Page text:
I have some other excellent French violins in stock, including a beautiful example by Auguste Sebastien Phillippe Bernardel (Images here), the very violin made for the 1866 exhibition. A beautiful violin by Gand & Bernardel, 1890, is now ready. This was originally sold on the 29th October 1890, to "Mademoiselle P" at the Institute Publique des Beaux Arts. Back then it cost 300 French Francs.
I have a perfect violin by Juste (Justin) Derazey. A special thing is the violin made for the prizewinning student at the Paris Conservatoire in 1915, by Caressa & Francais. (Images here)
I have three excellent violins by Collin-Mézin dated 1879, 1899 and 1906: here they are . Also I have violins by Lavest of Montlucon and Jean Striebig. These last two are by little known makers, but they're good.
Two 18th Century French instruments are by Jacques Bocquay, typically oversized but with a normal string length,( Images here) and by Claude Pierray.
Now, here's some fun: a painted violin by Nicolas Morlot. After all, why not paint a violin? It doesn't affect the sound and it's decorative. These days violinists are very conservative in their tastes, but there was a time when such violins were quite common. Joseph Mast of Toulouse, for example, often painted his instruments. This one, by Morlot, dates from around 1830, and is a tolerably well-executed copy of the famous propaganda picture of Napoleon and his horse Marengo, by Davide. (Images here). The front is not painted, so the picture could be the player's secret in most circumstances. Oh! I nearly forgot. It sounds really good: clear and powerful
I have a violin by Charles & Samuel Thompson, circa 1770, with a nice undated label inside.
I don't know whether there's another label of the actual maker under the table - but I don't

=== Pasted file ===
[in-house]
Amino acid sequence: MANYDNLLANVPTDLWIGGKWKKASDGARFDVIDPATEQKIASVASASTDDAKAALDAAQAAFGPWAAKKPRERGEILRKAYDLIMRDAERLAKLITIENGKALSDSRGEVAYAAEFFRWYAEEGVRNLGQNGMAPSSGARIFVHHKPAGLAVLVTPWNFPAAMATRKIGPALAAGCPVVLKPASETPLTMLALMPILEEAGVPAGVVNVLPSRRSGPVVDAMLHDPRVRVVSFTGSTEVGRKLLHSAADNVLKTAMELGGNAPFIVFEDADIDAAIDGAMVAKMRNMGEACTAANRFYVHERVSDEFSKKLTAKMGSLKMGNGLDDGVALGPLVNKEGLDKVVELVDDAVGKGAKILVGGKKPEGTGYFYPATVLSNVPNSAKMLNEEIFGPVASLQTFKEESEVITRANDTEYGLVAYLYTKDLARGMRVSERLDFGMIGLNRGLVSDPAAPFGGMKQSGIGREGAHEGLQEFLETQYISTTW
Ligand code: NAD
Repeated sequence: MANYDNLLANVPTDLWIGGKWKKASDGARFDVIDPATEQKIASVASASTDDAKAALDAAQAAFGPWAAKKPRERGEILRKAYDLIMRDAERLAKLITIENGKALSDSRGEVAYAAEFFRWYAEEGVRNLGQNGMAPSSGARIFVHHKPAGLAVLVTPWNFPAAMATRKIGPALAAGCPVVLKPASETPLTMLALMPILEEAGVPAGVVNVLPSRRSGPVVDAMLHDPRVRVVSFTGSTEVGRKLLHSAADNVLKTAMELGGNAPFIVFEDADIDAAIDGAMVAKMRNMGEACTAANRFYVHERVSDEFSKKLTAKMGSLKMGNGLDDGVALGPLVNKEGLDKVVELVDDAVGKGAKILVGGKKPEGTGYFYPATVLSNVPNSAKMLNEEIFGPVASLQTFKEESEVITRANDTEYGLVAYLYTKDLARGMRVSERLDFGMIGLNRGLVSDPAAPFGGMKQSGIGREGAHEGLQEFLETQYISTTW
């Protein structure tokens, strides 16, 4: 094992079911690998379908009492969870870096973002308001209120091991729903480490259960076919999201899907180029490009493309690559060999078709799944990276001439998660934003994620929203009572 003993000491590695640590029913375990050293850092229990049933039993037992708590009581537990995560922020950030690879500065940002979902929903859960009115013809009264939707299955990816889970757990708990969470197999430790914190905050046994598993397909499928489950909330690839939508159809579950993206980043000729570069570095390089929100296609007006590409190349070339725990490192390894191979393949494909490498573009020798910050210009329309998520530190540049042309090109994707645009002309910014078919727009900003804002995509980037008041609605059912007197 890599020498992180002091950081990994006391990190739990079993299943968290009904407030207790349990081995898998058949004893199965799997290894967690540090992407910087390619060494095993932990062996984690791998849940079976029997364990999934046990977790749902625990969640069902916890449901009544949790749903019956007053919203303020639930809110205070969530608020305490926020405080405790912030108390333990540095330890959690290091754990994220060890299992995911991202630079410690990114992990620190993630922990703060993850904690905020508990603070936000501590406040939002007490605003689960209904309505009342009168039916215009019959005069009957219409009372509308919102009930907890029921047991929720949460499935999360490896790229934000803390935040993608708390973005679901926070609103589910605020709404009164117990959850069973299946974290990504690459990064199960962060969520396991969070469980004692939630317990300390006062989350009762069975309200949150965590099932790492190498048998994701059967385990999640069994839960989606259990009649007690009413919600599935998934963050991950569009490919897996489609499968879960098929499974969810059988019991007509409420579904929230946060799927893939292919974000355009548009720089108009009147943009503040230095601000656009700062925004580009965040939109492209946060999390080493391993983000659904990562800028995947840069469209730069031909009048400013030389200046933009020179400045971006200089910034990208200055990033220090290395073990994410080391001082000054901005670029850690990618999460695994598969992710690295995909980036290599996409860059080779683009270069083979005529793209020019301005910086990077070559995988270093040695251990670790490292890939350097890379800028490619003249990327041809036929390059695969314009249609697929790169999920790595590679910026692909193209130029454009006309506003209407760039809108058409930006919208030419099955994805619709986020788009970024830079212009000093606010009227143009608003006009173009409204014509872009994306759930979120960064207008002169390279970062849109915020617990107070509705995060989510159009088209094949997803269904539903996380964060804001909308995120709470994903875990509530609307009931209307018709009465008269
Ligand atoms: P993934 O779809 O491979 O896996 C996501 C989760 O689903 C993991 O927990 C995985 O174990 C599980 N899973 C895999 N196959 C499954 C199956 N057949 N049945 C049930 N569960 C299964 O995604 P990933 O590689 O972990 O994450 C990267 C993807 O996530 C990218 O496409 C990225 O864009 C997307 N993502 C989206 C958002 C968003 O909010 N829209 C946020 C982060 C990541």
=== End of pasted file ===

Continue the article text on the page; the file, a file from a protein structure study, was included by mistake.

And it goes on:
I can't find anything with a mirror, and, as the instrument is in good playing condition, I don't think it's worthwhile to take the table off.
A somewhat earlier violin is by Robert Thompson. This has its original label dated 1756, and is in wonderful condition. Despite being highly arched it breaks the rules by being very powerful. I doubt there's a better example available. ( Images here)
I have another violin by Goulding, circa 1820, and a wonderful Kennedy-workshop violin from around 1830. This is very dark - almost black - and in very fresh condition. Indeed it even had its original pegs, although they slipped and had to be replaced. It has two curious maker's marks inside, on the top and bottom blocks. Everybody thinks it's a Kennedy, but it isn't labelled or signed.
ItalianOld Italian violins are now so expensive that I can't deal with them in the same way as the other instruments on this website. However, I generally have some that are available.
At the moment I have a very fine, certified by W.E. Hill & Sons, grand pattern violin by Nicolo Amati made in 1658. It is a well-known example of the maker's work, in an excellent state of preservation.
Another is by Giovanni Battista Rogeri of Brescia, circa 1690. This too has excellent certification. (Images here)
I have to treat such sales with discretion, of course - but I can be more open about a really beautiful violin by Eugenio Degani of Venice, made in 1894. (Images here) . It's in fabulous condition, retaining the makers's distinctive original fingerboard, for example.